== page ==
I remember the first time my mom let me buy a pair of ripped up jeans.
I loved them in the store. At 18, they made me feel rebellious, youthful and free. But I remember wearing them to Sunday morning church, and spending the entire sermon trying to tie each strand back together. Hoping that somehow it might distract my thoughts from the pastor up front, who was unaware that the words he was saying were not stitching the pieces of a crumbling relationship, a stressful senior year, and an endless amount of questions about the future of my life, into something that might make sense to me. A futile process that only led to further frustration as to why I couldn’t just have my jeans put back together.
I knew the purpose of the jeans was to wear them with holes, and my mom even poked fun at me when she noticed what I was doing. “You can’t tie the strings back together, Alyssa,” she whispered while she rolled her eyes. The holes may have showed character and a story, but dammit if I wasn’t going to tie them back together thread by thread.
I’ve always had the natural desire to put things back together: pieces of me, pieces of other people, trying to make sense of what was once, and why it can’t go back to being the same anymore.
My jeans proved that was near impossible. I didn’t understand why they wouldn’t stay put together. Why was it so hard for one string to pull back on the other so that another piece of the puzzle could fall back into place?
And still I wonder, why can’t I keep it together, or keep things organized? A variety of different threads left untethered to something bigger than myself. Why is it so hard for the big picture to just stay in one place?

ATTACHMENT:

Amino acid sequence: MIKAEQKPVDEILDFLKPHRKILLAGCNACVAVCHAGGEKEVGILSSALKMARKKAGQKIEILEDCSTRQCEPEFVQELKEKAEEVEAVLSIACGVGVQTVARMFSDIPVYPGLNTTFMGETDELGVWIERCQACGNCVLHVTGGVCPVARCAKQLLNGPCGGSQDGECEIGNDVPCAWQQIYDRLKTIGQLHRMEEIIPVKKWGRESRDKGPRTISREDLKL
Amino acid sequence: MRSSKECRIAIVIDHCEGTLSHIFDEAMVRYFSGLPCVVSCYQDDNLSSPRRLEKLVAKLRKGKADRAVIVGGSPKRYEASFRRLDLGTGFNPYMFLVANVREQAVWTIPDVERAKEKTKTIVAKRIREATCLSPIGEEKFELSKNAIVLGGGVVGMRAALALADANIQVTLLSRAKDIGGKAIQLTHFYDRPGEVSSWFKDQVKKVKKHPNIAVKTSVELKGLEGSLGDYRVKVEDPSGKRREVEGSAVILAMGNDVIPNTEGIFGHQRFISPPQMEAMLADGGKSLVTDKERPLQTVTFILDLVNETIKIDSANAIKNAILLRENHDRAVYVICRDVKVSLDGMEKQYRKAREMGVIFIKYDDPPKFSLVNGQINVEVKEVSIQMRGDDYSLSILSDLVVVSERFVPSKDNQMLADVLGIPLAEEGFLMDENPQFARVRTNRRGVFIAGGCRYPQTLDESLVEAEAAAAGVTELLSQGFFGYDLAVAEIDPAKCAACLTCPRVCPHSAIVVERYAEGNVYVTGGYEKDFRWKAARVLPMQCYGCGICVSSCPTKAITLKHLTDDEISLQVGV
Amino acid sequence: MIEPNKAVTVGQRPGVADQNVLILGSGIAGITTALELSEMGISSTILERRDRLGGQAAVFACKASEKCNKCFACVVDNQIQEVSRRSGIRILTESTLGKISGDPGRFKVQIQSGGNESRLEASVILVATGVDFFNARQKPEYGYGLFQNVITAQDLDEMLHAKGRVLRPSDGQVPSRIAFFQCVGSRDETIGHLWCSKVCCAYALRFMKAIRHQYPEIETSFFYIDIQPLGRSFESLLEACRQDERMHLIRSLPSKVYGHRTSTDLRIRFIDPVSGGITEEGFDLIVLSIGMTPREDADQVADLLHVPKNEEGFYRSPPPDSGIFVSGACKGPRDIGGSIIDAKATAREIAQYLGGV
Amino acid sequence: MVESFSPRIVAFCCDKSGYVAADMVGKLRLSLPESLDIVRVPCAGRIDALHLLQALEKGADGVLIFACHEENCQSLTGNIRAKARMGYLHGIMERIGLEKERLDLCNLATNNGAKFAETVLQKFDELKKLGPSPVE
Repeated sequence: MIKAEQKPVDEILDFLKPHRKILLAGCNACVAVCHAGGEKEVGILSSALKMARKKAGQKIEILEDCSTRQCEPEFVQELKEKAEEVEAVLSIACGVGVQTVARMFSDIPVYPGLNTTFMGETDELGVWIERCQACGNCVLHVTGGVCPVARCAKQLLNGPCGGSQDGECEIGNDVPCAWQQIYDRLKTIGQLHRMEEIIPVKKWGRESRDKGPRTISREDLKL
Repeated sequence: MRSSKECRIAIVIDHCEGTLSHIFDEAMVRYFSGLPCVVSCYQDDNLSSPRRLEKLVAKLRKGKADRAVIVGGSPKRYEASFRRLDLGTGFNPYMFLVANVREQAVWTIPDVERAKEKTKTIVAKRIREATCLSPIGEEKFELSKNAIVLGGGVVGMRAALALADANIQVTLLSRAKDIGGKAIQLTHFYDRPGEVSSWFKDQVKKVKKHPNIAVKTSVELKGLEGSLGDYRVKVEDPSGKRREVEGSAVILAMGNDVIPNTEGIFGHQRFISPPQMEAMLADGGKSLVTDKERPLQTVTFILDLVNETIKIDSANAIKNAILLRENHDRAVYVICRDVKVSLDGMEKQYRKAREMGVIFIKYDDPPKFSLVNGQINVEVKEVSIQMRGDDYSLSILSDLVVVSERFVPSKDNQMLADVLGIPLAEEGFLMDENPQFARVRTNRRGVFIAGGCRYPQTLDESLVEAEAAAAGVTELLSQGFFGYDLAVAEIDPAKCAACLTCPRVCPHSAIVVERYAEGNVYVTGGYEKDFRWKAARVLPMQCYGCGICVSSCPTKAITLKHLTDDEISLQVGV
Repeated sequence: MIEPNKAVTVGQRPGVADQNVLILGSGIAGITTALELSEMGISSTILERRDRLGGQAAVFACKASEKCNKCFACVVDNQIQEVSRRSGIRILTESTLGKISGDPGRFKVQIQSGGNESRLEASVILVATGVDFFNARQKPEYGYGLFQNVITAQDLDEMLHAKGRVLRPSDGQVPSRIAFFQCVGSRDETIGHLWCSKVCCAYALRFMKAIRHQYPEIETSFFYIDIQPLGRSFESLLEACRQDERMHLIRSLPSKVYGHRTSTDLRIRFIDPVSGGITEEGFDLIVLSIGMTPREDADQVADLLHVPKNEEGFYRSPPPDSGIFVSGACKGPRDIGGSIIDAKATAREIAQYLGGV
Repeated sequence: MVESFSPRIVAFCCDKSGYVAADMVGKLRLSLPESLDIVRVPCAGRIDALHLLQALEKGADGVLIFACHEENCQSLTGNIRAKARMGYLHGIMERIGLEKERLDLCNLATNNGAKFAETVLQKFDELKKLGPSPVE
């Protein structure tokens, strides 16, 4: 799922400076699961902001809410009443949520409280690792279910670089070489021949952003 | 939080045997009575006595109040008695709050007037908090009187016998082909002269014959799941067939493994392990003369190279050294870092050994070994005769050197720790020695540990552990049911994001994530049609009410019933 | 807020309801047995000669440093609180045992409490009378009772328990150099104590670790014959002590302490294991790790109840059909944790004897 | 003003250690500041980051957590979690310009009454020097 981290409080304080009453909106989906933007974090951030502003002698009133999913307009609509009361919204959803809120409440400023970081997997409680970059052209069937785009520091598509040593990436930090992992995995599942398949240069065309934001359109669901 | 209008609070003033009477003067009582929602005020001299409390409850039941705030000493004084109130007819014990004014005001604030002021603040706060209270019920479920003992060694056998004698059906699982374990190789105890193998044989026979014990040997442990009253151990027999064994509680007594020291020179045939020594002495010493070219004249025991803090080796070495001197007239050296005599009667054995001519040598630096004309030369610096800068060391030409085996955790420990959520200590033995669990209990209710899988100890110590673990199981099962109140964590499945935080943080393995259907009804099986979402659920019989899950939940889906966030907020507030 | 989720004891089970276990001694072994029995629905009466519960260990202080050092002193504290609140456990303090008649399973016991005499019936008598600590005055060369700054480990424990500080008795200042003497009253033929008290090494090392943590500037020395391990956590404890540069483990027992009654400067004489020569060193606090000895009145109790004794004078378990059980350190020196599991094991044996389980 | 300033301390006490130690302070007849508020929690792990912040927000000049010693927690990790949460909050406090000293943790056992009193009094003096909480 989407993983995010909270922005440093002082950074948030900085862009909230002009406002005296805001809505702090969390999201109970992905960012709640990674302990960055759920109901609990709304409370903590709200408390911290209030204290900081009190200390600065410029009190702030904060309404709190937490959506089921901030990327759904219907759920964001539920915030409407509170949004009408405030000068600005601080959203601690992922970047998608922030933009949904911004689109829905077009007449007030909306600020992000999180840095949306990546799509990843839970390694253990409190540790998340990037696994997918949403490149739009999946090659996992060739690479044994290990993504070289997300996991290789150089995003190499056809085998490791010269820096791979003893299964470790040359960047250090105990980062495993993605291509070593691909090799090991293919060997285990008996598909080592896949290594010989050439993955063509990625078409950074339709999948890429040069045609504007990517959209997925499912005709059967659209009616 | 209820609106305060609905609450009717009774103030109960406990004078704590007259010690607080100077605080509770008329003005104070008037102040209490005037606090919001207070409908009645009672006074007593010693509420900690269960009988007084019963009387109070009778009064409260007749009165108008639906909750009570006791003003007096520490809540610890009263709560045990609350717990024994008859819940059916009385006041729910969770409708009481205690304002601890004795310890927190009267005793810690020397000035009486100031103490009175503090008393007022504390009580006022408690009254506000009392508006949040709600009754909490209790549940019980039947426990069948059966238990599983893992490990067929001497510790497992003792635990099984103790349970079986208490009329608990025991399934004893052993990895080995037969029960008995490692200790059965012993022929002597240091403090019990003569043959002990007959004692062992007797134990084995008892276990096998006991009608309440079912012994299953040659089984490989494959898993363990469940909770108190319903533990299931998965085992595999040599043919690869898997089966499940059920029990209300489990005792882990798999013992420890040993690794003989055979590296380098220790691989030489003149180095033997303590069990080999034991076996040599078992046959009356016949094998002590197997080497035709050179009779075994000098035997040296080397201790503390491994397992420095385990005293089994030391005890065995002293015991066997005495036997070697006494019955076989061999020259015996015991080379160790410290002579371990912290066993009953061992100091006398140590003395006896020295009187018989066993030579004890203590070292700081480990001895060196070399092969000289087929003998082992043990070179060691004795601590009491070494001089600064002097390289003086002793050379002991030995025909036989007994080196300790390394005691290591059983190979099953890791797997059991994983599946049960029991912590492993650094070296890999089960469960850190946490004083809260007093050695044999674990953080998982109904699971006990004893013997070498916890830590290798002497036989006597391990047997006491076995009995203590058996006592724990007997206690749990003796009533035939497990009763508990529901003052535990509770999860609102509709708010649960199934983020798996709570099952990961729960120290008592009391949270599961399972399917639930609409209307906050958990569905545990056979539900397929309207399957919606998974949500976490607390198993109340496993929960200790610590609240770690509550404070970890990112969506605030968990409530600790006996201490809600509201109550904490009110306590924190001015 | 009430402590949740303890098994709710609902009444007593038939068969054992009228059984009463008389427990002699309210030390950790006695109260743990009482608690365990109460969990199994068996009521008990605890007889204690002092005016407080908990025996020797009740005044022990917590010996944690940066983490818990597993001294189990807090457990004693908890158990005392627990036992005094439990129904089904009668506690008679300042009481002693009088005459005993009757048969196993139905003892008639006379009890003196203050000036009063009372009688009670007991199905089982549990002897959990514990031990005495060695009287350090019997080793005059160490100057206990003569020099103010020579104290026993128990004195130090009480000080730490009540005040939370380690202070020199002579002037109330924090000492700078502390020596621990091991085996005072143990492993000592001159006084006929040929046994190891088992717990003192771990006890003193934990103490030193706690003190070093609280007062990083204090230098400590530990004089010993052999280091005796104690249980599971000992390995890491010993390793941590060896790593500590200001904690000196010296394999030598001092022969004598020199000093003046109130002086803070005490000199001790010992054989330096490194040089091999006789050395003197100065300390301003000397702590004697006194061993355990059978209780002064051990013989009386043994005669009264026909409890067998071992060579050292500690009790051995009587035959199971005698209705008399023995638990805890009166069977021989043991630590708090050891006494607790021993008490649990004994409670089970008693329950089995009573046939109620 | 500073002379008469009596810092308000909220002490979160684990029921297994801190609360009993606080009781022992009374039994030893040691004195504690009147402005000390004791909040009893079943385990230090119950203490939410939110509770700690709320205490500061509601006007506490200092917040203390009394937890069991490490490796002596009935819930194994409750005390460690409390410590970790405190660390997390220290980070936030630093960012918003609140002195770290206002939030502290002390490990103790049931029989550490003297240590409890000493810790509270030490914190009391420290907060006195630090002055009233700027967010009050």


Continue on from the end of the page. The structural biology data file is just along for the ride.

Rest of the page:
If graduation was just a concept then why was it so hard to get there. Settling down, finishing school, getting a job, having a family, all pieces that would eventually come together, but for now leaving a gaping hole in life’s big puzzle. Like all of the edge pieces have been found, with an impossible amount of combinations for the middle part to be put together.
I’d get two strands done, then three, four if I was lucky. Then I’d make one wrong move again, and they would all fall back to pieces.
I take this class not another. I turn one job down and take the other. One wrong choice, and I start back at square one, where everything that had already been stacked neatly on a shelf where it belonged. Only to turn around after time, and the arrangement I had made was something I no longer recognized.
It’s when I stopped looking at the strings as forgotten and lonely pieces did I get over my obsession of stitching the holes back together. There’s nothing wrong with the emptiness if you don’t focus on it. Rather on the fact that the holes make a statement, and the strands that stuck around through the wear and tear are the important ones that create the character.
Not everything in this life can or should be put together in such a way that there are no gaping holes to fill. Not every plan has an outline, not every map gives you step by step instructions. You just have to know you will eventually arrive at the destination.
And a life without the search of fulfillment is not one I want to live. It’s what we search for that matters.
Besides, without holes in our jeans who would come around to check and see “Did you buy your jeans like that?” and you can proudly look back and say that yes you did.
So cut up your jeans, sew them back together and wear your story.
More serious pieces of writing dedicated to making readers feel something.